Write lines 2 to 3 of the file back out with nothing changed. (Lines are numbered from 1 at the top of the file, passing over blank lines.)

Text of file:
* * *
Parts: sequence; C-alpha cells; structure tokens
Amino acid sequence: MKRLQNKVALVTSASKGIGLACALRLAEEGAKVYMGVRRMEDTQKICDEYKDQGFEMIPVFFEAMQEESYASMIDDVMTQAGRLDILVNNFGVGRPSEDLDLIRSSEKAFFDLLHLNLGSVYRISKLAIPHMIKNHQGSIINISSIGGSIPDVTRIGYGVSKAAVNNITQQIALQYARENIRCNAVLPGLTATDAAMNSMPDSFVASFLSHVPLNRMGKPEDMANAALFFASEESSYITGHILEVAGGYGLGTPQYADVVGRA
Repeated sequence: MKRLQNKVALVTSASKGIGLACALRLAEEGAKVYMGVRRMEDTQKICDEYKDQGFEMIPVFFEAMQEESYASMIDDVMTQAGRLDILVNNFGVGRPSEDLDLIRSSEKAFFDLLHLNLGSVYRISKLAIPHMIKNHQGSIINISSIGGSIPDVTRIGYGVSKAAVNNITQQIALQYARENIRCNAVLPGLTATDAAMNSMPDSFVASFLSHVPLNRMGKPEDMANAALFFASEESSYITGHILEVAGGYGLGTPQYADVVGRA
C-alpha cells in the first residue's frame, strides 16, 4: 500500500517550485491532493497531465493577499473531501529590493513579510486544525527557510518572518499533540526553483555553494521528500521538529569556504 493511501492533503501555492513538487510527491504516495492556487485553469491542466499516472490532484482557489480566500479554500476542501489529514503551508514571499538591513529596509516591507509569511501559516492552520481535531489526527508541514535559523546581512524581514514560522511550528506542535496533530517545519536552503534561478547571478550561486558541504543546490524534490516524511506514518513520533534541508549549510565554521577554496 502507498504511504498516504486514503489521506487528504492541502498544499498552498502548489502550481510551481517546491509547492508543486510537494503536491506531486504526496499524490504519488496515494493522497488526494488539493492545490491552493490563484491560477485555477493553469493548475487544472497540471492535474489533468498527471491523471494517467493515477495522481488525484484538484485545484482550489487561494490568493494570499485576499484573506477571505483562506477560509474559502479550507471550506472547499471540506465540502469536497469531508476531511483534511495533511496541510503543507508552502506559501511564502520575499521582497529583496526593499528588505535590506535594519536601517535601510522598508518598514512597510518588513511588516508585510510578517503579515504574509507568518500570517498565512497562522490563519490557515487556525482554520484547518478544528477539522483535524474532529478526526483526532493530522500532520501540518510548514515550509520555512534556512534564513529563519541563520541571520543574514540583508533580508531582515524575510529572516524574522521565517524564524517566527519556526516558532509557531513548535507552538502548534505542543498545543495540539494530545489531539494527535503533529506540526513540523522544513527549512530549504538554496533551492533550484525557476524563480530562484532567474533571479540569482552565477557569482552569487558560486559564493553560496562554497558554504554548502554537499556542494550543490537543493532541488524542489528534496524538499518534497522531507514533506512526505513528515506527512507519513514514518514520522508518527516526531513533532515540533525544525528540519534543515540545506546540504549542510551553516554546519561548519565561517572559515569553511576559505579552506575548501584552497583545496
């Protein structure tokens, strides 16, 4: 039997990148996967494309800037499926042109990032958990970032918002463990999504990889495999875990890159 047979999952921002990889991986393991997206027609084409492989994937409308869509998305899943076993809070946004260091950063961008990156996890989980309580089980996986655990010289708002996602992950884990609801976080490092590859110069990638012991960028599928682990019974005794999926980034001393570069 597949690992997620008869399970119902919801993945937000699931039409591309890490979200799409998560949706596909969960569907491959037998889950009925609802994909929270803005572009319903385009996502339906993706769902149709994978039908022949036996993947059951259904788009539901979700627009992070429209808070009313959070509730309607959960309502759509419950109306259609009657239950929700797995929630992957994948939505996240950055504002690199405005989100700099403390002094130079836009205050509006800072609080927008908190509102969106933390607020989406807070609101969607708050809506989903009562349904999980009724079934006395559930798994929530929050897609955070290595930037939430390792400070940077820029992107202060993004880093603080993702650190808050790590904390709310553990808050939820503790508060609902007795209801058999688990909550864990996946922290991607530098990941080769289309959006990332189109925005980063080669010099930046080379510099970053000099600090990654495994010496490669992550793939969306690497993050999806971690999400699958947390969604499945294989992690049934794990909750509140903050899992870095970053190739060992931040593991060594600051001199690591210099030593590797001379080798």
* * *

Amino acid sequence: MKRLQNKVALVTSASKGIGLACALRLAEEGAKVYMGVRRMEDTQKICDEYKDQGFEMIPVFFEAMQEESYASMIDDVMTQAGRLDILVNNFGVGRPSEDLDLIRSSEKAFFDLLHLNLGSVYRISKLAIPHMIKNHQGSIINISSIGGSIPDVTRIGYGVSKAAVNNITQQIALQYARENIRCNAVLPGLTATDAAMNSMPDSFVASFLSHVPLNRMGKPEDMANAALFFASEESSYITGHILEVAGGYGLGTPQYADVVGRA
Repeated sequence: MKRLQNKVALVTSASKGIGLACALRLAEEGAKVYMGVRRMEDTQKICDEYKDQGFEMIPVFFEAMQEESYASMIDDVMTQAGRLDILVNNFGVGRPSEDLDLIRSSEKAFFDLLHLNLGSVYRISKLAIPHMIKNHQGSIINISSIGGSIPDVTRIGYGVSKAAVNNITQQIALQYARENIRCNAVLPGLTATDAAMNSMPDSFVASFLSHVPLNRMGKPEDMANAALFFASEESSYITGHILEVAGGYGLGTPQYADVVGRA